SAN FRANCISCO – If President Trump overturns the fiduciary rule, the SEC and FINRA could fill in the regulatory gap, according to FINRA CEO Robert Cook.
Cook, speaking at the annual conference of the Financial Services Institute, said the SEC would be the most appropriate agency to implement a new regulatory standard. And FINRA would hope to play an active role, he said.
The future of the rule, which is expected to begin implementation April 10, is somewhat uncertain. While Trump has not spoken out about the rule, he has expressed his desire for a sweeping regulatory rollback, and one of his key advisers has stated his opposition to the Department of Labor's efforts. Attendees and panelists at the FSI conference said they anticipated the regulation might be postponed. FSI has also opposed the regulation.
“We are working every minute of every day to see it delayed, and then replaced,” said FSI CEO Dale Brown in a panel discussion with Cook.
The SEC has been authorized to craft its own fiduciary standard under the 2010 Dodd-Frank Act. However, the regulator has yet to act.
In their wide-ranging conversation, Cook spelled out what he saw as FINRA’s role in enforcement of the regulation. He also discussed his goals for FINRA’s next five years.
Brown: What is FINRA’s role in relation to fiduciary duty for all financial advisers?
Cook: We currently do not see ourselves as the examination or enforcement regulator for that [DoL] rule. How we approach it could evolve over time, but it’s not something we’re planning to be the frontline regulator for.
If it goes away … it’s worth stepping back and asking, ‘OK, what is the appropriate approach to this problem?’ Because the problem [of how to address fiduciary standards] isn’t going to go away.
I think this is a question that’s best addressed on the federal level, which means by the SEC, if the DoL goes away. If the SEC choses to address it, one of the things I’d like to see us do at FINRA is play a constructive role in that process … to engage with the SEC and share our experience and help to inform that rule-making.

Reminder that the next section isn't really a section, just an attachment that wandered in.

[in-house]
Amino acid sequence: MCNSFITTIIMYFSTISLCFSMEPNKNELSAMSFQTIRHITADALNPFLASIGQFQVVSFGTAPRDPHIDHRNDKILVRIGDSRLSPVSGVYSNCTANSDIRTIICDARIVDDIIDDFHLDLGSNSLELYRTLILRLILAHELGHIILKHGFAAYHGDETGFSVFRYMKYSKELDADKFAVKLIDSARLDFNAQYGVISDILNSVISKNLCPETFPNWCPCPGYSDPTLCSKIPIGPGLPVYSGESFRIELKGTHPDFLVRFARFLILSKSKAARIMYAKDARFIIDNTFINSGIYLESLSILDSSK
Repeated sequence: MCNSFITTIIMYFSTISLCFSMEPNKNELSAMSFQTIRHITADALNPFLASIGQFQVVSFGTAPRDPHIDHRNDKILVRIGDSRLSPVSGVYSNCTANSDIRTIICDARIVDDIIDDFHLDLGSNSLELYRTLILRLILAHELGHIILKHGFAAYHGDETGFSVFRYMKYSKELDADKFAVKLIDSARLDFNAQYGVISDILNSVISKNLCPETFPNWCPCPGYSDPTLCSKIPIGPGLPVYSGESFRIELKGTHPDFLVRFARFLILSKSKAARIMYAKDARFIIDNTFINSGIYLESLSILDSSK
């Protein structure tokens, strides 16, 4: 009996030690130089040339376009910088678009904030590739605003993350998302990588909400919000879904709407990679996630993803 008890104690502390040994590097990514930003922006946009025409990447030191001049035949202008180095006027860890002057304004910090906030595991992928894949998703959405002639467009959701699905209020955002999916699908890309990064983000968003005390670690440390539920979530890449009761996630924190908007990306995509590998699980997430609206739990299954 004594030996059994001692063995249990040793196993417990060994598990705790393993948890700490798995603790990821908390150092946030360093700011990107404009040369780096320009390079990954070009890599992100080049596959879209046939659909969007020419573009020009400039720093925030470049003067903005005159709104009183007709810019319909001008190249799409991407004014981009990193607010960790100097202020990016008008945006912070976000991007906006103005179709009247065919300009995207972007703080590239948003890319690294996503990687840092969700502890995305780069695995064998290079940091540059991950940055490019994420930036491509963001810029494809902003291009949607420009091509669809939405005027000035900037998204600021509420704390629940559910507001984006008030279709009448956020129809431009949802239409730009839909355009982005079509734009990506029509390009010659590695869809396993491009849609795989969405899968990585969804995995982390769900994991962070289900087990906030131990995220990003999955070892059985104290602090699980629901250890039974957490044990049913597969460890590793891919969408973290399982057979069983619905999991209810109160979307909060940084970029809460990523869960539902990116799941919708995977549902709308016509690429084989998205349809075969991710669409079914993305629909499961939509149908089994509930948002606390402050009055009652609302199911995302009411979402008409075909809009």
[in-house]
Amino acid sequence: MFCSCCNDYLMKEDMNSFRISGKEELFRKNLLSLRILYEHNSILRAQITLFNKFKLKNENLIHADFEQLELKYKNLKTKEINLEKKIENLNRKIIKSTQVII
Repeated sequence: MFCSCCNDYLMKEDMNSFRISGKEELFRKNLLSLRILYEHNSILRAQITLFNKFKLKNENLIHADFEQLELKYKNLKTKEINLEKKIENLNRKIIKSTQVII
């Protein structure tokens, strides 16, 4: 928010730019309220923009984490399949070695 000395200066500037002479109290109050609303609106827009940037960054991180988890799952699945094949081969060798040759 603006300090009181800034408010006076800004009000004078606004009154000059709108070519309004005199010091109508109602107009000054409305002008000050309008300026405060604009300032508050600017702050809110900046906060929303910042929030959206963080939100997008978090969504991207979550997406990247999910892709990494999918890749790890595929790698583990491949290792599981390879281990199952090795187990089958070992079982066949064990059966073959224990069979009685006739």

Depending on what direction they go, there may tagalong implications for FINRA’s rules, and for FINRA rulemaking, that would support what they’re doing. [Or there might be implications for] where our rules could potentially be made redundant. We want to be very constructive in making sure we don’t just put a new layer [of regulation] on without thinking of how the existing rule needs to be tweaked, amended, expanded or contracted based on new standards.
Brown: What are your goals for FINRA for the next five years?
Cook: I’d like to see us live up to the promise of how we can be different from the government. We can be effective in ways the government cannot be. We’re going to be rolling out a number of internal reviews to look at our operations and update them. One of them: We’re coming out with a notice, hopefully in the next couple of weeks, about our engagement, our transparency with our members, our stakeholders.
It’s really about what does FINRA do today to engage with its members and to provide transparency into our operations? And what can we be doing to be more effective in that regard?
Five years from now, [we will have] gone through a process of self-reflection, of self-assessment, making whatever changes we think are appropriate, so that the next 10 years of FINRA can be effective in protecting investors and promoting market integrity.